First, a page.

A 2WD Hybrid-Electric Motorcycle for the US Military?

In the coming years, US special forces may be riding a tw0-wheel drive, hybrid-electric, multi-fuel motorcycle co-developed by BRD Motorcycles and Logos Technologies. Helping make this project possible is a Small Business Innovation Research grant from DARPA. The goal is to make a single-track vehicle for US expeditionary and special forces that will be nearly silent in operation, yet also capable of traveling long distances. Details on the proposed machine are light, of course, but it sounds like the 2WD dirt bike will be based off the BRD RedShift MX (shown above), and use an electric drivetrain, as well as a multi-fuel internal combustion engine to achieve its goals.

Colin Edwards Will Retire from Racing after 2014 Season

Announcing his decision during the pre-event press conference for the Red Bull Grand Prix of the Americas, Colin Edwards told the assembled press that 2014 would be the Texan’s last season racing a motorcycle. Citing a lack of improvement on his performance in pre-season testing and at the Qatar GP, Edwards decision perhaps answers the lingering question in the paddock of when the American rider would hang-up his spurs after an illustrious career in AMA, WSBK and MotoGP. Talking about his inability to come to terms with the Forward Yamaha, which Aleix Espargaro was able to take to the front of the pack in Qatar, Edwards was at a loss when it came to understanding the Open Class machine and his lack of results.

MSF Updates Its Basic RiderCourse Curriculum

It is no surprise that statistics from the NHTSA show that motorcycle accidents and injuries are on the rise. According to the 2012 Motor Vehicle Crash report published by the NHTSA, motorcycle fatalities for that year rose to 4,957, up seven percent from 2011, while injuries increased 15% to 93,000. While the NHTSA statistics are misleading because the motorcycle category includes mopeds, scooters, three-wheelers, pocket bikes, mini bikes, and off-road vehicles, new riders need every advantage they can afford. The Motorcycle Safety Foundation has taken notice of these statistics and has revised the curriculum for its Basic RiderCourse to include a new Basic eCourse, which students will take prior to in-person instruction.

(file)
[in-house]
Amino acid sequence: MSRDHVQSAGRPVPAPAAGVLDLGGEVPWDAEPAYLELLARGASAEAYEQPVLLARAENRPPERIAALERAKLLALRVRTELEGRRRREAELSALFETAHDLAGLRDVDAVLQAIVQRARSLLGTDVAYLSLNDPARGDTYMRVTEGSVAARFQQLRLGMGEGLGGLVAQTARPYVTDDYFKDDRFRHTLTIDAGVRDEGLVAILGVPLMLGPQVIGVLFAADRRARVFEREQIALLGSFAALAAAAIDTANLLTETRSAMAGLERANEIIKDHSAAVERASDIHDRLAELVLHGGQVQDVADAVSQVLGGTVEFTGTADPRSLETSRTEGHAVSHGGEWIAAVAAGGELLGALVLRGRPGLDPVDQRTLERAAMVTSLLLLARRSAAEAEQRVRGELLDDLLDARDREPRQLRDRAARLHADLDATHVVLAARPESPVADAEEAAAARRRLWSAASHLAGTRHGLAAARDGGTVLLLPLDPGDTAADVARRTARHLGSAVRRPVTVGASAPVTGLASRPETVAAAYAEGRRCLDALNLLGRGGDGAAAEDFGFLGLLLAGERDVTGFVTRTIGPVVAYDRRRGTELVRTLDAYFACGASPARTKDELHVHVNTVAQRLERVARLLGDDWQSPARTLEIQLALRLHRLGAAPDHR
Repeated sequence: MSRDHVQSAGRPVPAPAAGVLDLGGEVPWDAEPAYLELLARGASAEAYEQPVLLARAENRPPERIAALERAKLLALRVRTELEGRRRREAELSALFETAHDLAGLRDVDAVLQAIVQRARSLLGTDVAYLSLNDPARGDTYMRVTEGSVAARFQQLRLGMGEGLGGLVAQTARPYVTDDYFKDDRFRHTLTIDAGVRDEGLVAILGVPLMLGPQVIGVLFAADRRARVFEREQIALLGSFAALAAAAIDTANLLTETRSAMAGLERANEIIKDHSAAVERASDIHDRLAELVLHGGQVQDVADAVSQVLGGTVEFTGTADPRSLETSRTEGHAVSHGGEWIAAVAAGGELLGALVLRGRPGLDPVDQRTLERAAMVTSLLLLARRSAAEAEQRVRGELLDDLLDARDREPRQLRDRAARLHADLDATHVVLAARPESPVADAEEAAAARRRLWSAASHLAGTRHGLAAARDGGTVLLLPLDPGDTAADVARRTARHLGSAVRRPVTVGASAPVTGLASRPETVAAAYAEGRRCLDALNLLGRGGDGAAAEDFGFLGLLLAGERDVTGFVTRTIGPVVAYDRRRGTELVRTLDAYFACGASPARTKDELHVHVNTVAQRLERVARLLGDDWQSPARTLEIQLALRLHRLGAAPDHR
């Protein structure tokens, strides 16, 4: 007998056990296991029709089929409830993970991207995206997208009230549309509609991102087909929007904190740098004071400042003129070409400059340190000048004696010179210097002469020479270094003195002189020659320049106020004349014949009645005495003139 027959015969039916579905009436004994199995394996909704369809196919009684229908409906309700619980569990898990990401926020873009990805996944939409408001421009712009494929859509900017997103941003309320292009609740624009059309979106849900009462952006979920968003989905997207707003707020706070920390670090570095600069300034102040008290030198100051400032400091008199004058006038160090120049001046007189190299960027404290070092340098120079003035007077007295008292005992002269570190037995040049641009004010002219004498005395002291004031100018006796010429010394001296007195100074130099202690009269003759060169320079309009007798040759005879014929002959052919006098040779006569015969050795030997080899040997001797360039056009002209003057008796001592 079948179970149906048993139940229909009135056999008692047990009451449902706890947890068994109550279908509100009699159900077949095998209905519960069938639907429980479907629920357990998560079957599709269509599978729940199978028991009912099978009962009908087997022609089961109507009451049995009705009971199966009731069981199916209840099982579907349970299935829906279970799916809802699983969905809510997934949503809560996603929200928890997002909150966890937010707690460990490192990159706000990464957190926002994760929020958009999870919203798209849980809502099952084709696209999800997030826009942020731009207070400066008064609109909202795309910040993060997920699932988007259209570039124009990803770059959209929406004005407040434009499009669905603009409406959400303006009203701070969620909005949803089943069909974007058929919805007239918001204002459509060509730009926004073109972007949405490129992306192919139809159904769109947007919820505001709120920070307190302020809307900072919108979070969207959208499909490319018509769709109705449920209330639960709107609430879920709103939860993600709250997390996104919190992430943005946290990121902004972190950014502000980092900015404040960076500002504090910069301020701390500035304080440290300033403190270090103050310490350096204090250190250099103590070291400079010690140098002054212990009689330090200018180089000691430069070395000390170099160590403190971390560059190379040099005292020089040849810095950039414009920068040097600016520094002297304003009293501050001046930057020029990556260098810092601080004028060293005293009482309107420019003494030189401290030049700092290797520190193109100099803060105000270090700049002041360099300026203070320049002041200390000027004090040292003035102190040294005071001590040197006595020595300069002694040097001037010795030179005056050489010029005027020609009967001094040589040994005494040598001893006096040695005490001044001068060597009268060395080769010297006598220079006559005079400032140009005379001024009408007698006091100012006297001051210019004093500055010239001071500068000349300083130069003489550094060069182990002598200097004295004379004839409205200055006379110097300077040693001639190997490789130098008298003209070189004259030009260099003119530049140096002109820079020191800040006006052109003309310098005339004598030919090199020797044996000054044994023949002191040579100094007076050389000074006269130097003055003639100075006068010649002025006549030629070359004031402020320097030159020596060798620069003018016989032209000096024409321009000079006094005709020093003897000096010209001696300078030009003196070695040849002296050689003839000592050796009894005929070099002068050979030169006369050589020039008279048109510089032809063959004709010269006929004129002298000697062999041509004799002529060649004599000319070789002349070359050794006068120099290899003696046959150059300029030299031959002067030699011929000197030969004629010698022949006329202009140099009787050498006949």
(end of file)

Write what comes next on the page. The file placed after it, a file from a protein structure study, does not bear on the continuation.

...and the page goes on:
Yamaha Trademarks “R1S” & “R1M” at USPTO – “YZF-R1M” Trademarked Abroad – But Why?

Are new Yamaha YZF-R1 models coming down the pipe? That’s the question being asked after trademark filings in the US and abroad tipped off Yamaha Motor’s intention to use “R1S”, “R1M”, and “YZF-R1M” for motorcycle, scooter, and three-wheeled purposes. The filings are being taken as hints towards a possible multiple trim levels of the Yamaha YZF-R1 superbike, with the “S” and “M” designations being different spec machines than the current base model. The “S” nomenclature is a popular one in the two and four-wheeled world, though “M” would certainly be a novel designation, outside of say…BMW.

Bell & COTA Create Texas-Themed Limited-Edition Helmet

Continuing its theme of making limited-edition helmets for premier-class US rounds, Bell Helmets has teamed up with the Circuit of the Americas and Chris Wood, of Airtrix, to create a Texas-themed Bell Star Carbon helmet, just in time for COTA’s MotoGP race next weekend. Available only until April 13th, the Bell/COTA helmet features a red, white, and blue flag motif on the front, with both the American and State of Texas flags visible, which then wrap around the rear to merge with a hardwood design, reminiscent of the floorboards in a Western saloon. The helmet is also crowned with a Longhorn cattle skull, which adds to the Texan motif. The specially designed helmet also features a horseshoe, the COTA logo, and the 2014 Red Bull MotoGP of The Americas logo.

Aprilia Mounting a Return to MotoGP in 2016

Towards the end of the 800cc era, MotoGP looked to be in dire condition. Grids were dwindling, factories were reducing their participation, and teams were in difficult financial straits indeed. By the end of 2011, there were just 17 full time entries, Suzuki was down to a single rider, and were about to pull out entirely for 2012. How different the situation looks today. In a recent interview with the official MotoGP.com website, Aprilia Corse’s new boss Romano Albesiano gave a brief outline of their plans. The Italian factory will continue to work with the IODA Racing team for 2014 to collect data on the electronics and tires, which they will use as input on an entirely new project being worked on for 2016.

This Is Pretty Much What the Monster 800 Will Look Like